At Tour de France, BMC Presents Chris Froome With an Uphill Climb

Besides still having to make up most of the 51 seconds he lost in a Stage 1 crash, Chris Froome faces another challenge as he seeks a record-tying fifth Tour de France title: Richie Porte’s BMC team.

BMC beat Froome’s Team Sky by four seconds on Monday to win a team time trial in Stage 3, with the Belgian rider Greg Van Avermaet of BMC taking the yellow jersey.

“Everyone is working well together, and we have a strong team,” Van Avermaet said.

Riding at an average speed of 54.9 kilometers per hour (34.1 miles per hour), BMC clocked 38 minutes 46 seconds over the 35.5-kilometer (22-mile) route, which began and ended in Cholet, near the Atlantic coast.

Sky finished second and Quick-Step Floors came in third, seven seconds behind. The world champion Sunweb, featuring Tom Dumoulin, finished fifth, 11 seconds back.

Peter Sagan, the overnight leader, was dropped by his Bora Hansgrohe teammates and fell to 80th over all, three minutes behind.

Van Avermaet, who excels at single-day classics, is not a threat for the overall title, but he could keep the lead through the cobblestoned Stage 9, which ends in Roubaix.

Froome was left 55 seconds behind in the overall standings, with another week of nervy rolling stages before the race enters the Alps.

Froome said his team was “trying to get through the best we can until we get to the mountains.”

“One day you gain, one day you lose,” he added. “That’s just the nature of the game.”

Froome is aiming to join Jacques Anquetil, Eddy Merckx, Bernard Hinault and Miguel Induráin as the only riders to win the Tour five times.

Van Avermaet earned the yellow jersey by leading BMC over the line just ahead of his American teammate Tejay van Garderen, who moved up to second over all with the same time as Van Avermaet.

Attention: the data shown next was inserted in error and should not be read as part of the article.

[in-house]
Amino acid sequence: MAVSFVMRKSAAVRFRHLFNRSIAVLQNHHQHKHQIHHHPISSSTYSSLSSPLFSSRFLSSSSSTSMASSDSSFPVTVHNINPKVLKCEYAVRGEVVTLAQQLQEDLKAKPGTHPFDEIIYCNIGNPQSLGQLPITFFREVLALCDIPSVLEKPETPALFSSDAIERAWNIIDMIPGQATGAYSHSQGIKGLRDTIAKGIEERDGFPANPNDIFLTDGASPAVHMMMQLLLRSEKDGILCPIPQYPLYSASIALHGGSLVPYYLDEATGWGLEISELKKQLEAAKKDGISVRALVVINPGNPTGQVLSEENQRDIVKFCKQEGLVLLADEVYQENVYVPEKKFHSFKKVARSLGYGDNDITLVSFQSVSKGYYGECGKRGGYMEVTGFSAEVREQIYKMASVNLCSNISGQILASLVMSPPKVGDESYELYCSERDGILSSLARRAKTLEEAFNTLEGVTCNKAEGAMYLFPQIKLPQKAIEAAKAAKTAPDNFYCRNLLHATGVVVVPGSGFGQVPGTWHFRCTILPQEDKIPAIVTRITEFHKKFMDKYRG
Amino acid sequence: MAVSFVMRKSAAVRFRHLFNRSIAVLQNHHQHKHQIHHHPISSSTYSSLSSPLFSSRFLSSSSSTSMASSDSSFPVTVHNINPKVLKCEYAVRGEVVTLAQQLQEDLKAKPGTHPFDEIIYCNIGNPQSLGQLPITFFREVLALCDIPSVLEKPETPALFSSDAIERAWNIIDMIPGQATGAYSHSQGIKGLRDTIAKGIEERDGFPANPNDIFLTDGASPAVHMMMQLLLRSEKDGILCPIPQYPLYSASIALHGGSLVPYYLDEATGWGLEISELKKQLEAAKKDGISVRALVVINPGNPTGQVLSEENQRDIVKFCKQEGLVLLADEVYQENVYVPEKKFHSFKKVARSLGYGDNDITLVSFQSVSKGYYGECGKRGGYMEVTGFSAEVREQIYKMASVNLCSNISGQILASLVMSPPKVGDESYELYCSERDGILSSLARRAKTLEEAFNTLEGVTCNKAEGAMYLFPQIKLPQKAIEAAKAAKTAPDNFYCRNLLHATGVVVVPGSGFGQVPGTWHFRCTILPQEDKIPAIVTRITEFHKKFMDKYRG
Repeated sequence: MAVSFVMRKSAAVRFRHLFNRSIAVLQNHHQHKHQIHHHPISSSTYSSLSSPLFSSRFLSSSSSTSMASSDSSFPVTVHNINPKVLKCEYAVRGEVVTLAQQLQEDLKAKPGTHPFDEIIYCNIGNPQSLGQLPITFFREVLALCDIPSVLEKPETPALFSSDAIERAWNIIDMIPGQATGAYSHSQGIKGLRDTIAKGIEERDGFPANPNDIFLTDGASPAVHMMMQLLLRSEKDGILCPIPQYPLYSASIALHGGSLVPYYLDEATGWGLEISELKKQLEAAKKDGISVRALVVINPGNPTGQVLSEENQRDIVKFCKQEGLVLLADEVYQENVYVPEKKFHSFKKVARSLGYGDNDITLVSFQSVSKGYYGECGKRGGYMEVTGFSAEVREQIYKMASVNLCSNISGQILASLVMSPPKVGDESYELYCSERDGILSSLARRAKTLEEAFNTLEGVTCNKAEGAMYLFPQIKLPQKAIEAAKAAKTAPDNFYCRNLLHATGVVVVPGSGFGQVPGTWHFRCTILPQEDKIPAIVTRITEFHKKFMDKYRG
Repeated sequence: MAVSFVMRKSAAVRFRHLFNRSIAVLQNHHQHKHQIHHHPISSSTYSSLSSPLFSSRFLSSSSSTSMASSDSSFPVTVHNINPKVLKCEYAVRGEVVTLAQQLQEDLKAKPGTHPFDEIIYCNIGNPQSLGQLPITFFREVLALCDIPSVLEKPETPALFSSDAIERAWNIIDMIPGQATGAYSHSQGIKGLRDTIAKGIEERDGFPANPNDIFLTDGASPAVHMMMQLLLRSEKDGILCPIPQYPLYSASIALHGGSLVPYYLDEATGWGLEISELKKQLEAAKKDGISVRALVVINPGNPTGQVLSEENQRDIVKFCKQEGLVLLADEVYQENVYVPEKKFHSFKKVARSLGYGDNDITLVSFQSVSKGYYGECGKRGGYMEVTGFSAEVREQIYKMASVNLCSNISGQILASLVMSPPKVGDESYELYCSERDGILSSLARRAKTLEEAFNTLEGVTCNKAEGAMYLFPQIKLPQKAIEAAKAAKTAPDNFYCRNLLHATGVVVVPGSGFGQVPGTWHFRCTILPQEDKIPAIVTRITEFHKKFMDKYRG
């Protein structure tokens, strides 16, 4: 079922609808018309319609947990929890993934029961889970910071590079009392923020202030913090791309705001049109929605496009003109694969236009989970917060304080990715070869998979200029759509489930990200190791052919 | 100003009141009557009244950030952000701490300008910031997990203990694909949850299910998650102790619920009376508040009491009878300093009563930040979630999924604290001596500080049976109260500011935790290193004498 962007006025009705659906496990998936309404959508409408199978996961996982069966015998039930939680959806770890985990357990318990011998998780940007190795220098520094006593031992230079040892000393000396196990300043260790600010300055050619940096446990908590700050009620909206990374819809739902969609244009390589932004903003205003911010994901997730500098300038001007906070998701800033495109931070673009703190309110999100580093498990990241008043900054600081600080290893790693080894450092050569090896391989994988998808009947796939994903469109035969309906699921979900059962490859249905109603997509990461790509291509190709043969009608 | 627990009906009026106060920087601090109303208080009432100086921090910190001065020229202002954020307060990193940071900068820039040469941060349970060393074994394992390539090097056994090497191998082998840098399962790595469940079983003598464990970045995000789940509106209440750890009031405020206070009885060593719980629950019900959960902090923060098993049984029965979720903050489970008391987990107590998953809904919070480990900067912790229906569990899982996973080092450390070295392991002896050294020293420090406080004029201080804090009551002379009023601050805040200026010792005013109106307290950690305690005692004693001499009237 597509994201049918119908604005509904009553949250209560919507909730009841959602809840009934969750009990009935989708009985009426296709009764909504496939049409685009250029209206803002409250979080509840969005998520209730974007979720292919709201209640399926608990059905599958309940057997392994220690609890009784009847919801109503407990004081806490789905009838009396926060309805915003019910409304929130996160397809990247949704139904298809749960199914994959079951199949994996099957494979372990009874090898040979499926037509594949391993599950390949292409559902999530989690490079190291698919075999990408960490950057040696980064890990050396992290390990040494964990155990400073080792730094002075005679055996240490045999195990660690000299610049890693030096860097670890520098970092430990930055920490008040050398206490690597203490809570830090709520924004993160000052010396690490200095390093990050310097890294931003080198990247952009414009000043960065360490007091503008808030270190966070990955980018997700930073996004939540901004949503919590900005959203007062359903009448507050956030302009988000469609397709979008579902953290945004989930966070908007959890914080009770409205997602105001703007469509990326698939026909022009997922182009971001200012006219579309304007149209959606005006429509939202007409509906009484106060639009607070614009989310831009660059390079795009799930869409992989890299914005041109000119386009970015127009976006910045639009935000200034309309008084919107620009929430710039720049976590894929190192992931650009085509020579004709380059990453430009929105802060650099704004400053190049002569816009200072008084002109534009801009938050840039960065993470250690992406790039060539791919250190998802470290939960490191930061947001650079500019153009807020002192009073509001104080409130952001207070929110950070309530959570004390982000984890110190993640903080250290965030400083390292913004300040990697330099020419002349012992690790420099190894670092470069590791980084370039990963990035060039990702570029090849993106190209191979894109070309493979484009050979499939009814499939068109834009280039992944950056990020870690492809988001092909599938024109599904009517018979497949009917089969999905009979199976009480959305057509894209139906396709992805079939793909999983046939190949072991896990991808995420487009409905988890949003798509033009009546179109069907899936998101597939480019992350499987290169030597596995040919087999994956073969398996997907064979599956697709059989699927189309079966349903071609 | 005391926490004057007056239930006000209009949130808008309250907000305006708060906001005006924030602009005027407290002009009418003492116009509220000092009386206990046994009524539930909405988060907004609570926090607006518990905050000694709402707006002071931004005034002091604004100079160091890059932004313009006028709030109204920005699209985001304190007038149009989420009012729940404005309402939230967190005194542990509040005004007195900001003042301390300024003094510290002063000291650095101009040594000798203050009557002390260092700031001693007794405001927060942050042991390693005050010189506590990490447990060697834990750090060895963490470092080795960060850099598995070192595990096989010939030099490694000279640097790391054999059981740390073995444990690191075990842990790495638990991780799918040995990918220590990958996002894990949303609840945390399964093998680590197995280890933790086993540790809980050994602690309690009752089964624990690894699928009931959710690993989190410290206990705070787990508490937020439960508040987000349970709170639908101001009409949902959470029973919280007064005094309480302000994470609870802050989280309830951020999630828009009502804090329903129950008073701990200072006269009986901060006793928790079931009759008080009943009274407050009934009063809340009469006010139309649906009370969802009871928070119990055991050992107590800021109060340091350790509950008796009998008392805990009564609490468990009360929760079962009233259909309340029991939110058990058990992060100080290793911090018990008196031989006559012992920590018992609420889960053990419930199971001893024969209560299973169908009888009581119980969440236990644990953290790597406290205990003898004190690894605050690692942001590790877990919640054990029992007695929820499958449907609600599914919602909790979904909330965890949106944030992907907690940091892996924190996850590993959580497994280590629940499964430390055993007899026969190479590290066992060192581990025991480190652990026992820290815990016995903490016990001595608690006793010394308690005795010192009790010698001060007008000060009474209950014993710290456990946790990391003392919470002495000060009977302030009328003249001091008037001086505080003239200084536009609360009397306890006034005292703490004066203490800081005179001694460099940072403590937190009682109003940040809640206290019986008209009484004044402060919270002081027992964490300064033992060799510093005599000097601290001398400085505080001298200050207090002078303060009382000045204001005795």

Geraint Thomas of Sky was third over all, three seconds behind.

Among the overall favorites, Dumoulin was seventh (11 seconds behind); last year’s runner-up, Rigoberto Urán, was 10th (35 seconds); Porte was 14th (51 seconds); the Movistar teammates Alejandro Valverde and Mikel Landa were 17th (53 seconds); Froome was 18th (55 seconds); Adam Yates was 20th (1:00); and the 2014 champion, Vincenzo Nibali, was 22nd (1:06).

Squad leaders traded turns on the front of the team “trains,” with the ability to constantly maintain a fast pace the decisive factor over a challenging — if not highly technical — route featuring a few minor hills.

Times were taken from the fourth rider on each eight-man team to cross the line.

BMC, which is searching for a new title sponsor, also won the previous team time trial on the Tour in 2015.

“I don’t think it is a bad thing to have the yellow jersey for a team looking for a sponsor,” said Porte, who crashed out of last year’s Tour and lost time in Stage 1 of this edition.

The other members of BMC are Patrick Bevin, Damiano Caruso, Simon Gerrans, Stefan Küng and Michael Schär.

“Today, we just handled business,” said Van Garderen, who has twice finished in the top five at the Tour but is riding this edition in a declared supporting role for Porte. “Right now it is more about chest-thumping and psychological advantages. It just shows that we are here, too, and let’s get it on.”

Van Avermaet also wore the yellow jersey for three days on the 2016 Tour.

“I’ve had it before, and you feel how big it is,” Van Avermaet said.

The Tour heads into the cycling hotbed of Brittany on Tuesday for Stage 4, a mostly flat 195-kilometer (121-mile) leg from La Baule to Sarzeau that starts and ends on the Atlantic coast.

The only individual time trial of the race comes in the penultimate stage, over a 31-kilometer route from St.-Pée-sur-Nivelle to Espelette in the Basque country.